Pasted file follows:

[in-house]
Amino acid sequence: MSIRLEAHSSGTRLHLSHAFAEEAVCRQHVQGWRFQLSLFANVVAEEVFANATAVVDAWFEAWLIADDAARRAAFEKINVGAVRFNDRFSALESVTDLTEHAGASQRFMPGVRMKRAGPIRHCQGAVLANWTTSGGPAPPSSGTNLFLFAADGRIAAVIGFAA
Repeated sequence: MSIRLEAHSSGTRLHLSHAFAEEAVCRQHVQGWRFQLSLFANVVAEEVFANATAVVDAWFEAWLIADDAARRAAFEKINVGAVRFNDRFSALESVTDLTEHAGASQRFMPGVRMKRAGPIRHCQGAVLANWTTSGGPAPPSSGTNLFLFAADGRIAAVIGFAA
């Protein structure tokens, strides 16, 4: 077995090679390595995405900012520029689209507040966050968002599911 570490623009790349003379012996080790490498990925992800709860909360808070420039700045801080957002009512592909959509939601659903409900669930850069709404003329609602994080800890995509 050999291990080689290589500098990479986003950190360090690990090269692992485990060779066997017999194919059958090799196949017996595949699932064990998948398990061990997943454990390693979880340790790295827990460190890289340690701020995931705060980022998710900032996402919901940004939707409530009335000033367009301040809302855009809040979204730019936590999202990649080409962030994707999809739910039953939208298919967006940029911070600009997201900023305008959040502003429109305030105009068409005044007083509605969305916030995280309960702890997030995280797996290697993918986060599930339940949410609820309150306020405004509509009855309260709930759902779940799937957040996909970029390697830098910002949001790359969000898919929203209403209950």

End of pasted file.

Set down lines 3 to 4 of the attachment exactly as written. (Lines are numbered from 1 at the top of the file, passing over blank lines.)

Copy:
Repeated sequence: MSIRLEAHSSGTRLHLSHAFAEEAVCRQHVQGWRFQLSLFANVVAEEVFANATAVVDAWFEAWLIADDAARRAAFEKINVGAVRFNDRFSALESVTDLTEHAGASQRFMPGVRMKRAGPIRHCQGAVLANWTTSGGPAPPSSGTNLFLFAADGRIAAVIGFAA
């Protein structure tokens, strides 16, 4: 077995090679390595995405900012520029689209507040966050968002599911 570490623009790349003379012996080790490498990925992800709860909360808070420039700045801080957002009512592909959509939601659903409900669930850069709404003329609602994080800890995509 050999291990080689290589500098990479986003950190360090690990090269692992485990060779066997017999194919059958090799196949017996595949699932064990998948398990061990997943454990390693979880340790790295827990460190890289340690701020995931705060980022998710900032996402919901940004939707409530009335000033367009301040809302855009809040979204730019936590999202990649080409962030994707999809739910039953939208298919967006940029911070600009997201900023305008959040502003429109305030105009068409005044007083509605969305916030995280309960702890997030995280797996290697993918986060599930339940949410609820309150306020405004509509009855309260709930759902779940799937957040996909970029390697830098910002949001790359969000898919929203209403209950």